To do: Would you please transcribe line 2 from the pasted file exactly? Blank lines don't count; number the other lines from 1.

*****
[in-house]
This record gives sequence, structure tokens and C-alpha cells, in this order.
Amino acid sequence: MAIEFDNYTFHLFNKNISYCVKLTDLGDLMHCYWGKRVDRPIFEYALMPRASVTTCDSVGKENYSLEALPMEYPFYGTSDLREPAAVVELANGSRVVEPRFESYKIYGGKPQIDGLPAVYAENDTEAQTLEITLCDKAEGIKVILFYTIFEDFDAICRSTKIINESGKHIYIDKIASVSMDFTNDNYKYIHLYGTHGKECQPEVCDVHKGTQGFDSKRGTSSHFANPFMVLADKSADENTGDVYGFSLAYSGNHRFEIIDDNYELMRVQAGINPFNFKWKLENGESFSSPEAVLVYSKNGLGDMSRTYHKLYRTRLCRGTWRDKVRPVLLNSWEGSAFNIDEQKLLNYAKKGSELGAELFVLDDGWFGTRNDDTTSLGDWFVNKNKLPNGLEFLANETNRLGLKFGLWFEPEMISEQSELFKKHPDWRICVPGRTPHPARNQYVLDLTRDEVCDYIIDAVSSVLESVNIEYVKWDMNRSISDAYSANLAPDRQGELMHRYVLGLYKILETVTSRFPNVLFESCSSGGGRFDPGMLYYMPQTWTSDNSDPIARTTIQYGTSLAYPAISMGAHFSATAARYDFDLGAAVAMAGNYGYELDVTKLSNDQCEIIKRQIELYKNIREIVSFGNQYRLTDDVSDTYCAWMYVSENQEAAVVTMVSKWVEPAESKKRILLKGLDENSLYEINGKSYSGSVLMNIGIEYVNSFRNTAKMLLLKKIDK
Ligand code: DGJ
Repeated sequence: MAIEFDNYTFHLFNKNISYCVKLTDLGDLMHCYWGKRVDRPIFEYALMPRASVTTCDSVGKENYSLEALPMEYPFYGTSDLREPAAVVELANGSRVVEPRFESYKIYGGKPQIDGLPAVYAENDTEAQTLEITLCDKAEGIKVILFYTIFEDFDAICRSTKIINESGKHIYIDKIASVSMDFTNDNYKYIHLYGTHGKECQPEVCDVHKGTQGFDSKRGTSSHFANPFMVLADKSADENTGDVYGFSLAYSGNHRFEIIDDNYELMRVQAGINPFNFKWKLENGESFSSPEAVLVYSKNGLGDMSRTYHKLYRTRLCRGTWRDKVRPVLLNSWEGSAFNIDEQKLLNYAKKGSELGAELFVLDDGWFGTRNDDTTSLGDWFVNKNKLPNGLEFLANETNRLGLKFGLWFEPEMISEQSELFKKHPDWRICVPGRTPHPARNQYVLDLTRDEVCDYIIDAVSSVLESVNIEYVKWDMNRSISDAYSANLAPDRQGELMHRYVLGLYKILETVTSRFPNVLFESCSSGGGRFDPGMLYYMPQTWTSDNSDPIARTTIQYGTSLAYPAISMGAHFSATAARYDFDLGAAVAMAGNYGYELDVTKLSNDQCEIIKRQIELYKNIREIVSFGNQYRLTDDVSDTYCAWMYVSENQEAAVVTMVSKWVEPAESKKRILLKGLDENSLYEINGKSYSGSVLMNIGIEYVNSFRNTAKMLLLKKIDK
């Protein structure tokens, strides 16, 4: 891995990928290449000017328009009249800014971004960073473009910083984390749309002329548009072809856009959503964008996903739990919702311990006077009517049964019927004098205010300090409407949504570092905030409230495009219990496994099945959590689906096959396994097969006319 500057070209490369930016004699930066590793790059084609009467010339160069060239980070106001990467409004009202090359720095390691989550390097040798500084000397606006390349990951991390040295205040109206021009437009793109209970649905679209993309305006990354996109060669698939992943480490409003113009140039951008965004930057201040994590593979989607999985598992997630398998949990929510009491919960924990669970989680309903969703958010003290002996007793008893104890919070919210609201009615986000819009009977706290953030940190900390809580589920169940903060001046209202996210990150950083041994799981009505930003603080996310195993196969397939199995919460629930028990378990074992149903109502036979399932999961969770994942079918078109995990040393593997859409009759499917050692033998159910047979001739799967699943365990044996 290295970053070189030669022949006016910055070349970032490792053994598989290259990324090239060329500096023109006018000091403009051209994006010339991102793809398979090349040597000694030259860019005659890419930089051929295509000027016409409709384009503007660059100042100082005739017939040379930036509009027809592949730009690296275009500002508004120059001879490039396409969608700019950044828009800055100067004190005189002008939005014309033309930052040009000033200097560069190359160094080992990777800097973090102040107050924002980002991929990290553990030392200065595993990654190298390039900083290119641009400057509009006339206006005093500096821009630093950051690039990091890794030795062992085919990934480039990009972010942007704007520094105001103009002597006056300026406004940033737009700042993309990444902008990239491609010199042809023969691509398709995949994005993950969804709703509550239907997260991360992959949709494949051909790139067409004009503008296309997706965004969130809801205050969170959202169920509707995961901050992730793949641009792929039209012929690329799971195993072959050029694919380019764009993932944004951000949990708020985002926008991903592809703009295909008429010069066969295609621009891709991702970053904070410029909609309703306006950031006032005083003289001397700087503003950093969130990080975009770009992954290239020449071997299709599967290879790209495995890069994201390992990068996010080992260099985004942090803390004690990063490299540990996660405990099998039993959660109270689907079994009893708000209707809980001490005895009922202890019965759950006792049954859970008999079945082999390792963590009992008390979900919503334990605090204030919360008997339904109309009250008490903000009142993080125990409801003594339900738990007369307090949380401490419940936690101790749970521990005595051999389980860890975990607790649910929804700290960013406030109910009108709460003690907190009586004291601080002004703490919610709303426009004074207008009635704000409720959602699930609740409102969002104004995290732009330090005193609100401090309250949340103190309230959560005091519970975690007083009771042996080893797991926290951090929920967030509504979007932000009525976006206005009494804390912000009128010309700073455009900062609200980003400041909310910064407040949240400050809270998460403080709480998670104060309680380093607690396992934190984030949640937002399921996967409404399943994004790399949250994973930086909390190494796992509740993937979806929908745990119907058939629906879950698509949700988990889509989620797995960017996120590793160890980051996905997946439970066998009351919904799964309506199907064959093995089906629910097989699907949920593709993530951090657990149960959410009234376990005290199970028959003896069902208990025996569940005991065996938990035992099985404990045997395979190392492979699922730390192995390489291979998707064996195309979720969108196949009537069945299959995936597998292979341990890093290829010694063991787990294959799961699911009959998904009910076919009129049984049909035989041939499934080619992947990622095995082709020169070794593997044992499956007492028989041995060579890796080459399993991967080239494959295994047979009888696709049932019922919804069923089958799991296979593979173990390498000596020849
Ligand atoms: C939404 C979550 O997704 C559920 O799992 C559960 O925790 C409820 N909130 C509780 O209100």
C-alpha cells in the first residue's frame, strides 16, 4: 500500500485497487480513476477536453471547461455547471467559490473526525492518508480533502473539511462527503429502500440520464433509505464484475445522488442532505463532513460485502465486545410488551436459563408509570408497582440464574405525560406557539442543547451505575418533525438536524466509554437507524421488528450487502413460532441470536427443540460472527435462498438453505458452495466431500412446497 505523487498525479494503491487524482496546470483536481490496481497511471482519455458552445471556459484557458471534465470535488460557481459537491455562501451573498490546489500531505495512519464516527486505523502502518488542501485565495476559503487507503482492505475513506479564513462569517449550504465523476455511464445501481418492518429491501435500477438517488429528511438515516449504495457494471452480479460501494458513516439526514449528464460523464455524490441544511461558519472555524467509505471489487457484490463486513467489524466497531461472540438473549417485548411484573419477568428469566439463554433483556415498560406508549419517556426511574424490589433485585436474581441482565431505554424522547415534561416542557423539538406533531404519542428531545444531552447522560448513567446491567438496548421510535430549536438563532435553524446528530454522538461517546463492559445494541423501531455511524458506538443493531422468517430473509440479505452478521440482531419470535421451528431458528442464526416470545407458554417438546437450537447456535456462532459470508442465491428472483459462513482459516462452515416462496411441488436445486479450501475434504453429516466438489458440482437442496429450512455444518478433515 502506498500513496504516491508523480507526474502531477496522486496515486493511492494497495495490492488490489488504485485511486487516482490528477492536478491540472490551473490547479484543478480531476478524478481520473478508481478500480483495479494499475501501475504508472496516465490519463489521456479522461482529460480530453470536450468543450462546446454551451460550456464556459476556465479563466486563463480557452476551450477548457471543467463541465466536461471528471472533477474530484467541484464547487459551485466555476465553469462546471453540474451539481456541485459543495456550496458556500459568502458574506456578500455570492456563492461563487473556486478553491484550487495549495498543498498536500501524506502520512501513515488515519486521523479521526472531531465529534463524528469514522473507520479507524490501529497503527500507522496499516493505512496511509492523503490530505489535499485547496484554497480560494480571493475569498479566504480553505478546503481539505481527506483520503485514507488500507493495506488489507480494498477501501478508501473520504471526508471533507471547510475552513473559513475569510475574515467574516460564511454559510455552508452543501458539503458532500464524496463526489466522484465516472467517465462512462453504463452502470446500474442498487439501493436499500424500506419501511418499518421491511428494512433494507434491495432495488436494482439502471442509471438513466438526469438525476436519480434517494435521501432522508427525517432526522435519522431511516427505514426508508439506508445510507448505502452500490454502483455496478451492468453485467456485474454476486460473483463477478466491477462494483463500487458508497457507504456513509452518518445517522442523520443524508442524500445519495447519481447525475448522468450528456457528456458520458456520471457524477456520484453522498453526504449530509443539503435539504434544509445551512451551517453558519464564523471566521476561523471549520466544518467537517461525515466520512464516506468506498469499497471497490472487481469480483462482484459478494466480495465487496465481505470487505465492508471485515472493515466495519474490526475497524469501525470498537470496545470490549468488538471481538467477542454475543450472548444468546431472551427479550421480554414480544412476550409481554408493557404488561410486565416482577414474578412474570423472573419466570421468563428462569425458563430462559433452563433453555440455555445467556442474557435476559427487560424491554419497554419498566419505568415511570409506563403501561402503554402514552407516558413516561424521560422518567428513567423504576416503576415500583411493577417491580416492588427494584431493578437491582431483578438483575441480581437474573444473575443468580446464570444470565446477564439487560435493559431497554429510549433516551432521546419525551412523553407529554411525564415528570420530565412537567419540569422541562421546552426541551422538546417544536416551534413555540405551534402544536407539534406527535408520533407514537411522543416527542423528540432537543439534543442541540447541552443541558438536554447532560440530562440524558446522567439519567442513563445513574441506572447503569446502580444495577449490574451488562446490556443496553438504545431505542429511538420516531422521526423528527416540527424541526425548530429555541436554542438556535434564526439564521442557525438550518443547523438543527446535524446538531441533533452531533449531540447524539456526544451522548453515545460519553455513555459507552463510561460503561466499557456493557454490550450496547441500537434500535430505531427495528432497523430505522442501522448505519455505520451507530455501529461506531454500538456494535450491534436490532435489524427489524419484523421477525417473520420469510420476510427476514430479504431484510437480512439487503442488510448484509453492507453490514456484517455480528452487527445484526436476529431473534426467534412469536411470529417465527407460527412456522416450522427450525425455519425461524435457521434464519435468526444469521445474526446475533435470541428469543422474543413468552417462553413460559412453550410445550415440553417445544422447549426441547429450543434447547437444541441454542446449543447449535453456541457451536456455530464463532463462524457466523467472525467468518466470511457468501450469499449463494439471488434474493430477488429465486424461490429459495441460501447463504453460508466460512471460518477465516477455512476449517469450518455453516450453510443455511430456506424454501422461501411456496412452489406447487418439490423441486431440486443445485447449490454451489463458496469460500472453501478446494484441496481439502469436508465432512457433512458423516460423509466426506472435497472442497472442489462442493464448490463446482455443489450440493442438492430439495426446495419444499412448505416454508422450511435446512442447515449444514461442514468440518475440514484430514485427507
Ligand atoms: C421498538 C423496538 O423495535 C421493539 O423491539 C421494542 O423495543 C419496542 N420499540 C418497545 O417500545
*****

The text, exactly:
This record gives sequence, structure tokens and C-alpha cells, in this order.